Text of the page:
(Originally featured by Law360 at: https://www.law360.com/articles/1358537 )
Over the last two years, plaintiffs have increasingly looked to state courts when filing their consumer protection and privacy putative class actions.
Claims under the Telephone Consumer Protection Act, for example, were once filed almost exclusively in federal court. Now hundreds are brought in state court where plaintiffs can try to avoid the U.S. Court of Appeals for the Eleventh Circuit precedent that has narrowed the viability of those cases.
More recently, plaintiffs have tested their luck filing class claims based on alleged deceptive emails or data breaches under Florida’s Electronic Mail Communications Act and Florida’s Unfair and Deceptive Trade Practices Act.
By Ian Ross
(Originally featured by Law360 at: https://www.law360.com/articles/1223069)
Last month, the Washington Supreme Court held in Federal Home Loan Bank of Seattle v. Credit Suisse Securities USA LLC that a plaintiff suing for securities fraud under the Securities Act of Washington does not need to prove reliance.
Although the court acknowledged that its decision did not align with decisions in federal courts or other states, it found that the plain language of Washington’s blue sky law does not require an investor to show that he or she relied on a misstatement when buying the security. Instead, the court held that a plaintiff seeking rescission for a misstatement made in connection with the purchase of a security only needs to show that the misstatement was material.
Two years ago, an appellate court in Florida reached the opposite conclusion with respect to Florida’s blue sky law, the Florida Securities and Investor Protection Act. In J.P. Morgan Securities LLC v. Geveran Investments Ltd., the appellate court found that a plaintiff seeking rescission under FSIPA was required to show not only that a misstatement was material, but also that the plaintiff actually relied on the misstatement when purchasing a security.
The appellate court found that its interpretation of the statute’s plain language was supported by a 1989 Florida Supreme Court decision holding that FSIPA’s anti-fraud provisions, because they provide for rescission as a remedy, should be analogized to a common law rescission claim.
Florida common law rescission claims, the Florida Supreme Court had found, require proof of reliance. Thus, the Geveran court held that rescission under FSIPA likewise requires an investor to show that it relied on a material misrepresentation.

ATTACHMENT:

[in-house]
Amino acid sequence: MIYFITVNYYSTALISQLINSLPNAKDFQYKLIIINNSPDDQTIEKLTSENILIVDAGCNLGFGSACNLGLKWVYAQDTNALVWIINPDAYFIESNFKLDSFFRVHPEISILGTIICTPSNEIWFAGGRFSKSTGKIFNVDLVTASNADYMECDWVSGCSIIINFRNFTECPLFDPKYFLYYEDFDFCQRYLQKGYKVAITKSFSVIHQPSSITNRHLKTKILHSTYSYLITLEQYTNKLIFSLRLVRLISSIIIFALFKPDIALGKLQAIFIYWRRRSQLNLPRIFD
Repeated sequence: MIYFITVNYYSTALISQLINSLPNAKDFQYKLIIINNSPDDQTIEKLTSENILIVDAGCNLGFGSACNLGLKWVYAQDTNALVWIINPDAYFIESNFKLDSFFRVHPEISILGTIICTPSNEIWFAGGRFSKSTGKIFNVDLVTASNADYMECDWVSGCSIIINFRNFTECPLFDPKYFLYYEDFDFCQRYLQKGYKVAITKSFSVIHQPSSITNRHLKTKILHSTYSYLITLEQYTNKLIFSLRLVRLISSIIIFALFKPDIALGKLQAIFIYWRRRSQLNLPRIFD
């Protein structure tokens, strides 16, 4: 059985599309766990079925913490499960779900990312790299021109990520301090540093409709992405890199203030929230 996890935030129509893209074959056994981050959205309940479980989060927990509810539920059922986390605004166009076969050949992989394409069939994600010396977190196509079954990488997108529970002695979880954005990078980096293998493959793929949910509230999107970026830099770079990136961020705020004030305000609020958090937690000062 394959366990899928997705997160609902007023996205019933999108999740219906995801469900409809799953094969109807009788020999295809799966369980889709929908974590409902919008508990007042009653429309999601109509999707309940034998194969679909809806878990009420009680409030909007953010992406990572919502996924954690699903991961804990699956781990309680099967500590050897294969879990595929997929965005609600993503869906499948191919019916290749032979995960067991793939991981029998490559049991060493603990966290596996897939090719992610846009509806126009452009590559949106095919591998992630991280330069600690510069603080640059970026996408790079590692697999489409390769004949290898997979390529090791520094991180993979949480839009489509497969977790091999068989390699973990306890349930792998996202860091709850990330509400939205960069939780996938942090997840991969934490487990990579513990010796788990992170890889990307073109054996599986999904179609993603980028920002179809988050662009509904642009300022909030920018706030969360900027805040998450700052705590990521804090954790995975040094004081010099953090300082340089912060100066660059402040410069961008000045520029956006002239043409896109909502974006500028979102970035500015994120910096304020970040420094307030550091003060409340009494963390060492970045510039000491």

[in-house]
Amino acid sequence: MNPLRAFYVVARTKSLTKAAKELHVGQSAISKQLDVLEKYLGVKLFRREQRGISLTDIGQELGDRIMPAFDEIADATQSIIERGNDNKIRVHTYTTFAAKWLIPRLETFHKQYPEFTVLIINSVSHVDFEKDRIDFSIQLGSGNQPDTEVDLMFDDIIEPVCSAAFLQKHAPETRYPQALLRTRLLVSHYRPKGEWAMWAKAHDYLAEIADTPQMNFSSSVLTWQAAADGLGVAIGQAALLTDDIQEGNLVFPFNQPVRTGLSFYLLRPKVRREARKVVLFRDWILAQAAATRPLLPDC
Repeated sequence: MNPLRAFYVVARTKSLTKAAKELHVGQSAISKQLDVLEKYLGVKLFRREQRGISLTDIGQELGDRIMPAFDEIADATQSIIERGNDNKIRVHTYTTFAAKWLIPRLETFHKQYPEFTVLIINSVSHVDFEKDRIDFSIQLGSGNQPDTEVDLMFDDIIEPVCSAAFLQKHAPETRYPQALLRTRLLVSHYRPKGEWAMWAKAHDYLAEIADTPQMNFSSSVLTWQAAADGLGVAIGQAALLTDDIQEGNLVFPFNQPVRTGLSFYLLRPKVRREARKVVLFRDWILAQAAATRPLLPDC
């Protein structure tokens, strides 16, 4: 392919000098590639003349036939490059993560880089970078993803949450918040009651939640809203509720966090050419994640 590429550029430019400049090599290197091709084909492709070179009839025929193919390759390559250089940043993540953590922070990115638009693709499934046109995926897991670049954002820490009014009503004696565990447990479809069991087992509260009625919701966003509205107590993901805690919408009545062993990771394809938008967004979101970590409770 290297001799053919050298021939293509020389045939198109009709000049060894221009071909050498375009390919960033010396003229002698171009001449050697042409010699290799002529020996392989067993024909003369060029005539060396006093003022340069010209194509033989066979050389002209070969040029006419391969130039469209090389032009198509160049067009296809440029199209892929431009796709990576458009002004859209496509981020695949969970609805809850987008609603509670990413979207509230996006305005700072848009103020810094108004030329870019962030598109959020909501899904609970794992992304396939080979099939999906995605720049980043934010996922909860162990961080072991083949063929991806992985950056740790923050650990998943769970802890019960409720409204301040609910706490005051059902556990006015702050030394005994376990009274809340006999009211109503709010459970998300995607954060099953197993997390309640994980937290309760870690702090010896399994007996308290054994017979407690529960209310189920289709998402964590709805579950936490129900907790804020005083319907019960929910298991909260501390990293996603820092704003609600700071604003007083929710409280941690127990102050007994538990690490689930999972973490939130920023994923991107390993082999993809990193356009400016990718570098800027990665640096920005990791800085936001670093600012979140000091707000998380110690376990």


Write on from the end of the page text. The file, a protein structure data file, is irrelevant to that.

These two different outcomes underscore that the scope of seller liability under many state blue sky laws remains uncertain. This uncertainty arises principally from the fact that although many states have adopted the Uniform Securities Act, some have also enacted remedial provisions that appear to track provisions from the federal securities regulations, specifically, Rule 10b-5.
(Originally featured by Law360 at: https://www.law360.com/articles/1199426/)
A recent opinion from the U.S. Court of Appeals for the Eleventh Circuit could transform statutory consumer protection class actions in the court’s jurisdiction. In Salcedo v. Hanna, the Eleventh Circuit considered an interlocutory appeal of a putative class action brought under the Telephone Consumer Protection Act and held that receipt of a single unsolicited text message sent in violation of the TCPA does not, in and of itself, create the requisite Article III standing for a plaintiff to bring a case in federal court.
In so holding, the Eleventh Circuit made clear that a court’s Article III standing inquiry in the TCPA context must focus “on the qualitative nature of the injury” to the individual plaintiff. For this reason, some practitioners have hailed Salcedo as the death knell of TCPA class action litigation in the Eleventh Circuit, but that remains an open question because the Eleventh Circuit has not yet decided the larger issue of whether unnamed putative class members are required to establish Article III standing.
(Originally featured by Daily Business Review at
Uncertainty in the law is sometimes unavoidable. But sophisticated parties want predictability, and when the enforceability of commonly used provisions in commercial contracts is uncertain, practitioners need to know. The U.S. Court of Appeals for the Eleventh Circuit recently offered a useful reminder to practitioners that the enforceability of broad exculpatory clauses under Florida law remains an open question, and prodded the Florida Supreme Court for an answer.